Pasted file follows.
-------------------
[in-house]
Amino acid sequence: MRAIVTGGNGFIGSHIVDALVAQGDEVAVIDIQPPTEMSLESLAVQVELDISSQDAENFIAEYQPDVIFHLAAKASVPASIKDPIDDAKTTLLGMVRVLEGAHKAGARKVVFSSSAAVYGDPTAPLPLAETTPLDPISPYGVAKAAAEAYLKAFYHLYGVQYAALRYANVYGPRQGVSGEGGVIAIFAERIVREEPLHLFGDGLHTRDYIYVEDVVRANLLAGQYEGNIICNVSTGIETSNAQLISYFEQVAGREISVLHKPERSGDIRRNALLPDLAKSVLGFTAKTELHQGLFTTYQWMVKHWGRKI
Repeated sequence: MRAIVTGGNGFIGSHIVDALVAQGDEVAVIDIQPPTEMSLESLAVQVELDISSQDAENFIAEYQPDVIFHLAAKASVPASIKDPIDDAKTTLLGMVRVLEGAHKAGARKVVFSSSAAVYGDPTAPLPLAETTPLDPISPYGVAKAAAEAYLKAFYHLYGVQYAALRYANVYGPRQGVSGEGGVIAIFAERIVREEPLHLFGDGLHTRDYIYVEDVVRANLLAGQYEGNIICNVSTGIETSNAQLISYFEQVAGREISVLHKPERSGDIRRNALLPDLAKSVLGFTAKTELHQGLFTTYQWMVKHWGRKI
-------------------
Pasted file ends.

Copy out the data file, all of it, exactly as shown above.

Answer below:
[in-house]
Amino acid sequence: MRAIVTGGNGFIGSHIVDALVAQGDEVAVIDIQPPTEMSLESLAVQVELDISSQDAENFIAEYQPDVIFHLAAKASVPASIKDPIDDAKTTLLGMVRVLEGAHKAGARKVVFSSSAAVYGDPTAPLPLAETTPLDPISPYGVAKAAAEAYLKAFYHLYGVQYAALRYANVYGPRQGVSGEGGVIAIFAERIVREEPLHLFGDGLHTRDYIYVEDVVRANLLAGQYEGNIICNVSTGIETSNAQLISYFEQVAGREISVLHKPERSGDIRRNALLPDLAKSVLGFTAKTELHQGLFTTYQWMVKHWGRKI
Repeated sequence: MRAIVTGGNGFIGSHIVDALVAQGDEVAVIDIQPPTEMSLESLAVQVELDISSQDAENFIAEYQPDVIFHLAAKASVPASIKDPIDDAKTTLLGMVRVLEGAHKAGARKVVFSSSAAVYGDPTAPLPLAETTPLDPISPYGVAKAAAEAYLKAFYHLYGVQYAALRYANVYGPRQGVSGEGGVIAIFAERIVREEPLHLFGDGLHTRDYIYVEDVVRANLLAGQYEGNIICNVSTGIETSNAQLISYFEQVAGREISVLHKPERSGDIRRNALLPDLAKSVLGFTAKTELHQGLFTTYQWMVKHWGRKI